GIS: Helping People with Dementia-Related Disorders

Thanks, MT, Intro to GIS, for an interesting post.

A joint Israel-Germany research is planned on the subject of the well-being of elderly people with dementia-related problems. Specifically, it will look at the challenges of out-of-home mobility, as it is not uncommon to find people with disorders such as Alzheimer’s disease to go missing, or be found injured or dead. The project’s stated aim is to “address the measurement of mobility in Alzheimer’s disease and related cognitive disorders in an innovative way, by taking advantage of advanced tracking technologies,” such as GIS and GPS. Traditionally, out-of-home mobility of individuals with dementia-related disorders is measured by “observational approaches, activity monitoring, or behavioural checklists, “and is done by caregivers or institutional staff. This alternate approach using tracking technology would help to better understand the mobility patterns of these individuals; the research wants to develop a typology of out-of-home behaviour. Such information would be helpful for ITS (Intelligent Transportation Systems), which aims to assist people with dementia or disabilities on public transportation (RITA). In addition, the research states its intention to use statistical analysis to discover the differences in mobility patterns based on “socio-cultural, personality-related [and] environmental variables.” Basically they will attempt to tie together non-spatial, socio-psychological attribute data with spatial, mobility-pattern data to discover mobility patterns. In this way it is hoped that individuals afflicted with such diseases as Alzheimer’s could have an enhanced quality of life.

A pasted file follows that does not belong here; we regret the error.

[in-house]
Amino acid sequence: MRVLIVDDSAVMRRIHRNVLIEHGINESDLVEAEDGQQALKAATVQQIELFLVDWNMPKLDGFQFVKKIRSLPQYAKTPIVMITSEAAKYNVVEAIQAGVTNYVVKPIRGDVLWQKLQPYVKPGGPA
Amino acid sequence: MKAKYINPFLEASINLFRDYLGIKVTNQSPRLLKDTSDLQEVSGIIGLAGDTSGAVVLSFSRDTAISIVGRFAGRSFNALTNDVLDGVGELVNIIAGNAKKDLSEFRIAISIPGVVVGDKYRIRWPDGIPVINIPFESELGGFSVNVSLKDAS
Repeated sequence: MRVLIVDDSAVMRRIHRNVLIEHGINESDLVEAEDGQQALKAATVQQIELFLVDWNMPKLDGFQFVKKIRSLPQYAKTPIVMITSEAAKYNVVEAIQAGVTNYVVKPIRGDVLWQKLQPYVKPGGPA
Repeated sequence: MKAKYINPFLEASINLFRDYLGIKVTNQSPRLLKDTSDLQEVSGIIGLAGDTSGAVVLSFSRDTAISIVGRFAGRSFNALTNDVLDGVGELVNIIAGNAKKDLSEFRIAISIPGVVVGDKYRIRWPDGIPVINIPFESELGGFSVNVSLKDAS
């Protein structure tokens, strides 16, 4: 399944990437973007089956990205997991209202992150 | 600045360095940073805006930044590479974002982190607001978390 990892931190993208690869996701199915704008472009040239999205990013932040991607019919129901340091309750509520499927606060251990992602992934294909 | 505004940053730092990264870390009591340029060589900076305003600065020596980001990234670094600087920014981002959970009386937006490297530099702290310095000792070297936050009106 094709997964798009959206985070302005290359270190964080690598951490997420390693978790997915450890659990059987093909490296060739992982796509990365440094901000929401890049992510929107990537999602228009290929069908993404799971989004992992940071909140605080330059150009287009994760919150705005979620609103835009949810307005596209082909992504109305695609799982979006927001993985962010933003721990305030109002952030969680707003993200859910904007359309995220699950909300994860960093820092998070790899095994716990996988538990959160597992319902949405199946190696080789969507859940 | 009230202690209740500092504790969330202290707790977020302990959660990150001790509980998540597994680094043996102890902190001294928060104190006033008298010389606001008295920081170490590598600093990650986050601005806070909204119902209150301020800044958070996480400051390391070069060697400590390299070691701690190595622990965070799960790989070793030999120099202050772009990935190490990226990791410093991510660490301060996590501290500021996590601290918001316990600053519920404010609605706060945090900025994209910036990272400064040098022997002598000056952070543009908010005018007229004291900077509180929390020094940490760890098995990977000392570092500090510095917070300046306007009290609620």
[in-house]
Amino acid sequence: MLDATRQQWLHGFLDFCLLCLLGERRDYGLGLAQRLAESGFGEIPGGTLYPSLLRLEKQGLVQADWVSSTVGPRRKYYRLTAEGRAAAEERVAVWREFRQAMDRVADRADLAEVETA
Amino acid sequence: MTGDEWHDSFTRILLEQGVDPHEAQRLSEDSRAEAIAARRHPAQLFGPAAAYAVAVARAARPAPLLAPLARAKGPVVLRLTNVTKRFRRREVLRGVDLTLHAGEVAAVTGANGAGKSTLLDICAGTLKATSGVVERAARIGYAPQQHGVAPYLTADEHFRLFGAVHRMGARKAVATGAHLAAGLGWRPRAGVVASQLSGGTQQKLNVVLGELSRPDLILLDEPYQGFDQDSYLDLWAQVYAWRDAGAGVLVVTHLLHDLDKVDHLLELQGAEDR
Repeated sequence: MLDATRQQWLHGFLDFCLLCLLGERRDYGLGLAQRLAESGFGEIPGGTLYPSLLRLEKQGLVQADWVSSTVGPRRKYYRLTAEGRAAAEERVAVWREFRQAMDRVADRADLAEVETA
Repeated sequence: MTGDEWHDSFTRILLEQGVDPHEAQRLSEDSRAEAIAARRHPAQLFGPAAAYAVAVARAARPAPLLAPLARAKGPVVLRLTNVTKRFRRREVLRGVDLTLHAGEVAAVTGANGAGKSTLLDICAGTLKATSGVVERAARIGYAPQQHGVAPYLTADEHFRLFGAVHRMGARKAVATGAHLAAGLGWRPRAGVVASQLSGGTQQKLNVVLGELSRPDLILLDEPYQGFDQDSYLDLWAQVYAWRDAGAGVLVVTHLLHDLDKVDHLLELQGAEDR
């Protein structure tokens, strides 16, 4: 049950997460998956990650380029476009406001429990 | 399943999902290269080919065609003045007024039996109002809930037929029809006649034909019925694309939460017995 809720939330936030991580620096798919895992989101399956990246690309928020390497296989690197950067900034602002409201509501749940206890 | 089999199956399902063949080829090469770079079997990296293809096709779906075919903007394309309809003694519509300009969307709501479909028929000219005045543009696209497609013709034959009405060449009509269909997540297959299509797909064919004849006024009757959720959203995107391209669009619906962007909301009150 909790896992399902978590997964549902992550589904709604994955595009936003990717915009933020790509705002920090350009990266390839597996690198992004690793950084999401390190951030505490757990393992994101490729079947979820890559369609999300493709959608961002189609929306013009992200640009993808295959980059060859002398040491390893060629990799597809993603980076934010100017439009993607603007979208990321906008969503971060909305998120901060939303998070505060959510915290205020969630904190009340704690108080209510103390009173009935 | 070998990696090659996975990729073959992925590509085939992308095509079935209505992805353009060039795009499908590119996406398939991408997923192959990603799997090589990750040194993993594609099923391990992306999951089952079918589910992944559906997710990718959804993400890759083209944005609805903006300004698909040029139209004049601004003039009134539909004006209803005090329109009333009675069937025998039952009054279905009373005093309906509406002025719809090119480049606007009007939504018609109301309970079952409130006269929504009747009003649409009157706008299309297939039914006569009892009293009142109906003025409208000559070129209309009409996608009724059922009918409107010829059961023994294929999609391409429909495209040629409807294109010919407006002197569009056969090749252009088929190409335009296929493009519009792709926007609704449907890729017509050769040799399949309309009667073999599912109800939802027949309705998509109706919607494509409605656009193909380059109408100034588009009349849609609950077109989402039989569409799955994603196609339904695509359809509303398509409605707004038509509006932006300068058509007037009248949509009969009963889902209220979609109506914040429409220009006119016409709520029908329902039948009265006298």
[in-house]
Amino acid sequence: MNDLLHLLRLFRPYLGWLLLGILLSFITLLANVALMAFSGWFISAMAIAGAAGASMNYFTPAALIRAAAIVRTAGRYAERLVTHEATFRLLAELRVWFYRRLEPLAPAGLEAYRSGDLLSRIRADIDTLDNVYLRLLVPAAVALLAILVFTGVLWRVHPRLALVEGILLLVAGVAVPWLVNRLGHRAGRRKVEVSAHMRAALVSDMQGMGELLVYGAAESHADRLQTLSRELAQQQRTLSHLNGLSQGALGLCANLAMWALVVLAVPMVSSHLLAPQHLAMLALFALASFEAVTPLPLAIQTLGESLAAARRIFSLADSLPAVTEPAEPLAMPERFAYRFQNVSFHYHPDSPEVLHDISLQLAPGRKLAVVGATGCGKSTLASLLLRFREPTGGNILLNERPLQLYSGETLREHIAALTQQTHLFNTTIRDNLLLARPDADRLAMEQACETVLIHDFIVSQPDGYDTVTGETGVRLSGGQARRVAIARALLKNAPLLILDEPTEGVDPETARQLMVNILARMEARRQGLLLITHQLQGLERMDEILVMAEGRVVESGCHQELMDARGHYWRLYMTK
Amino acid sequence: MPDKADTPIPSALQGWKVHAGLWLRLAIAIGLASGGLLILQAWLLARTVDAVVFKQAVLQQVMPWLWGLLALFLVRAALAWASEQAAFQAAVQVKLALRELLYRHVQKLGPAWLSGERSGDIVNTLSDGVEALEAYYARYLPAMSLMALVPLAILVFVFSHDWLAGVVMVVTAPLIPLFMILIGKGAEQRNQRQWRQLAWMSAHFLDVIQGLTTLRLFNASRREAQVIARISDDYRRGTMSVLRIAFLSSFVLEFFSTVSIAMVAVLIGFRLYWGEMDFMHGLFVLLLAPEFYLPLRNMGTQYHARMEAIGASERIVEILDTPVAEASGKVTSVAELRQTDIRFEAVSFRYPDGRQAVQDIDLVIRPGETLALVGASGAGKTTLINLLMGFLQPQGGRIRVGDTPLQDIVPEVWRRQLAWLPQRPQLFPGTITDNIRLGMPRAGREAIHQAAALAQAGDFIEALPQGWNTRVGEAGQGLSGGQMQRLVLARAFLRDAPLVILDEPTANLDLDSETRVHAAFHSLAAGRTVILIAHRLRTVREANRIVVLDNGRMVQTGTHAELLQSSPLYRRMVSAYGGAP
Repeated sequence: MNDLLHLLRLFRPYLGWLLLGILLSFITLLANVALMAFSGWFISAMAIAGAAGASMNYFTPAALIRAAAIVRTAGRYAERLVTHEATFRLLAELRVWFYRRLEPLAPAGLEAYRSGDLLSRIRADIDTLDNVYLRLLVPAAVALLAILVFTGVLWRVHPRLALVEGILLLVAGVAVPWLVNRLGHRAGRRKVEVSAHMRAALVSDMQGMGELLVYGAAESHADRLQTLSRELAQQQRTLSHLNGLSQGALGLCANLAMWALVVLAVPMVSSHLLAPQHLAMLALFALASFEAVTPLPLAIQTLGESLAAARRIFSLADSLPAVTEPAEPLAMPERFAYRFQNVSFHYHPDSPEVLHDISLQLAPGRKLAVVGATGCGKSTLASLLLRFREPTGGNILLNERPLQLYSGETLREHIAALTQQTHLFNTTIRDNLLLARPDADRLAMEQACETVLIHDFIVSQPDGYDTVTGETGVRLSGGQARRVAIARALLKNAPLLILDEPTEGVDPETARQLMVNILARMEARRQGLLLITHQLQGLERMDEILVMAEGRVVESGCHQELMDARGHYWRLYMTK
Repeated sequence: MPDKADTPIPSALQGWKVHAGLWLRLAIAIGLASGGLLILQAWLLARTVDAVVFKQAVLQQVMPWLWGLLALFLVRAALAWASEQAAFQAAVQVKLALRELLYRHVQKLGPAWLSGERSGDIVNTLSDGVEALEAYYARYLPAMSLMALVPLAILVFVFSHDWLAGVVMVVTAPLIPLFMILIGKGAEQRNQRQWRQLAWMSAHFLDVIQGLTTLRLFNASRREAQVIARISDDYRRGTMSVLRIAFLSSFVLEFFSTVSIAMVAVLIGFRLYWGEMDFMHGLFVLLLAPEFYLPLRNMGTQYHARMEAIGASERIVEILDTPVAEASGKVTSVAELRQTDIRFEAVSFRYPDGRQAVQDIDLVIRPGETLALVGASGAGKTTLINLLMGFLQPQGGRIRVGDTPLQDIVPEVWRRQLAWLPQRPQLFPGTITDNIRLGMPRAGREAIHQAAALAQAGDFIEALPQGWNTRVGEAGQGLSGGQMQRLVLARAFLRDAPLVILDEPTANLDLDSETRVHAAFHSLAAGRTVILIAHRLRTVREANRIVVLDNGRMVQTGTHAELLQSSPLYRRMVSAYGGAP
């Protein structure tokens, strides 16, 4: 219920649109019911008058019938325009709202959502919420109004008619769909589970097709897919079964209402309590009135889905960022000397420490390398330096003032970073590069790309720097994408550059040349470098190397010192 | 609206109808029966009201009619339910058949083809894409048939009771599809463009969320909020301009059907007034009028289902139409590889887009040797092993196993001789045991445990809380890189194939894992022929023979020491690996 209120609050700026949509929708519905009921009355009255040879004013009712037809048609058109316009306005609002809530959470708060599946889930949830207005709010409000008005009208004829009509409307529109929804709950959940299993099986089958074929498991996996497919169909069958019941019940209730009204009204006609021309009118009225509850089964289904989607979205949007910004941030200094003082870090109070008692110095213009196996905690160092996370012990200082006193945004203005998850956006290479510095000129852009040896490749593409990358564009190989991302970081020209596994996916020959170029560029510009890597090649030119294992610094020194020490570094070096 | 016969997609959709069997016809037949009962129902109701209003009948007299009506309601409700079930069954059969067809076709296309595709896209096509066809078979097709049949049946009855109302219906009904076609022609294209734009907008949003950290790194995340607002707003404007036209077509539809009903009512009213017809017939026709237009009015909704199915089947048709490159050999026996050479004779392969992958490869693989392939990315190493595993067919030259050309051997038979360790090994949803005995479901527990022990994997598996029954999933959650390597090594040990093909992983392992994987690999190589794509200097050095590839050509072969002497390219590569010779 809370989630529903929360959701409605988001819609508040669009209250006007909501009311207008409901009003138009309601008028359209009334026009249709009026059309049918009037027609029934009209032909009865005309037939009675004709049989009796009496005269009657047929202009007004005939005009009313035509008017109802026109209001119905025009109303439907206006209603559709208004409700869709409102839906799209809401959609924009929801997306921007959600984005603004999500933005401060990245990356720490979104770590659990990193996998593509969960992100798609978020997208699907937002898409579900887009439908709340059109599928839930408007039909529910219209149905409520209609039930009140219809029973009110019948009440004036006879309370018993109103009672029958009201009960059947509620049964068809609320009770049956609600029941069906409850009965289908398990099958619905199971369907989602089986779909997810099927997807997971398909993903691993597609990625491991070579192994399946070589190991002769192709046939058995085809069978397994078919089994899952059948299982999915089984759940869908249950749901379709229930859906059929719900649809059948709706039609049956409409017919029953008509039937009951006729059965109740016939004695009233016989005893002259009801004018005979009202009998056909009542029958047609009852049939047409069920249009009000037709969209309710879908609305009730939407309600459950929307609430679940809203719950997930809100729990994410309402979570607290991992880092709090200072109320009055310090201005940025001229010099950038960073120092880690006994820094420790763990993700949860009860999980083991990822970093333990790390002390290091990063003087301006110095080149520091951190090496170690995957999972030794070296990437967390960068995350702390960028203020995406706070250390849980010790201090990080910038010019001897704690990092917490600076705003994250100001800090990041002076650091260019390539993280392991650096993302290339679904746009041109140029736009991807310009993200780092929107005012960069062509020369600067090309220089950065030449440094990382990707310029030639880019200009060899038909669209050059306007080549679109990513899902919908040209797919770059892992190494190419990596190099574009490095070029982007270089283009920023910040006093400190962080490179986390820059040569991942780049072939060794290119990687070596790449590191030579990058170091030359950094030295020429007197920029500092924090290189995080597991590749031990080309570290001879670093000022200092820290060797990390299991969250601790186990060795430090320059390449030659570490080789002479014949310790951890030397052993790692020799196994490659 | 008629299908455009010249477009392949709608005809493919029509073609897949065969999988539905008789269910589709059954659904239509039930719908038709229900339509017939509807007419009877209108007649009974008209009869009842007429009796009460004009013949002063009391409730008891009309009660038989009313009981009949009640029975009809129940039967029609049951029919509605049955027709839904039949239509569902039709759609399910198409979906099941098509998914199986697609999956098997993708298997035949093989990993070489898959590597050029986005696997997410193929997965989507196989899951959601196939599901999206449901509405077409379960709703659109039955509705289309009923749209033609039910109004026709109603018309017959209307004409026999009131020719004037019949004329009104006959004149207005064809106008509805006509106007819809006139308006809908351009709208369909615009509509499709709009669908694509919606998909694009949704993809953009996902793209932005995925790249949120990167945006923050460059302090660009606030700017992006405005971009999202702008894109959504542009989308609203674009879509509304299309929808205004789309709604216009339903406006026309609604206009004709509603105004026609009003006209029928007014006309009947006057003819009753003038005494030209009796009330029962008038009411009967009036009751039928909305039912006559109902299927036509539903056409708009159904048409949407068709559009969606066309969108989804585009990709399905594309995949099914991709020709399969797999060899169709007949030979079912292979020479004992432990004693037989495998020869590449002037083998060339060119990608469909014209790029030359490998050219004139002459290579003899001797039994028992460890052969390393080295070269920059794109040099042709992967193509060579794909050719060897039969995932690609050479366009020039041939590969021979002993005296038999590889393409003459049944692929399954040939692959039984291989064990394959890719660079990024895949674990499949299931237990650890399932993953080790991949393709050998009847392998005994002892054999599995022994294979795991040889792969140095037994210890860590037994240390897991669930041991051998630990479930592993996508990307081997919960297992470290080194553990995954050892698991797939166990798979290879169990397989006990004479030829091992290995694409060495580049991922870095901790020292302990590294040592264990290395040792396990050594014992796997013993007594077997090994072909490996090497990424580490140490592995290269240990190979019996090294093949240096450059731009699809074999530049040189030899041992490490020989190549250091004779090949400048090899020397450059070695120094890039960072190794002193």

The research recognizes as well this approach’s potential as a diagnostic tool; if unique patterns are discovered, it could help identify dementia disorders in previously-undiagnosed individuals.

Interestingly, they want to also consider the ethical aspect of such an approach to helping people with dementia. The patients’ and caregivers’ quality of life of can be seriously impacted by the tracking technology.

In holding with the GIS tradition, this research is wholly interdisciplinary, with researchers from the Geography, Social Work, Gerontology, Psychology, and Medical fields.

Sources

      1. Sentra. The Use of Advanced Tracking Technologies for the Analysis of Mobility in Alzheimer’s Disease and Related Cognitive Disorders http://atar.mscc.huji.ac.il/~geo/sentra/index.html
      2. RITA, The Research and Innovative Technology Administration. http://www.its.dot.gov/msaa/msaa2/chapter3.htm
      3. Noam Shoval, Gail K Auslander, Tim Freytag, Ruth Landau, Frank Oswald, Ulrich Seidl, Hans-Werner Wahl, Shirli Werner, and Jeremia Heinik. 2008. “The Use of Advanced Tracking Technologies for the Analysis of Mobility in Alzheimer’s Disease and Related Cognitive Disorders” BMC Geriatrics http://www.pubmedcentral.nih.gov/articlerender.fcgi?artid=2291469

2 Responses to “GIS: Helping People with Dementia-Related Disorders”

  1. morison dony says:

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  2. If you ever want to read a reader’s feedback :) , I rate this article for 4/5. Decent info, but I just have to go to that damn yahoo to find the missed parts. Thanks, anyway!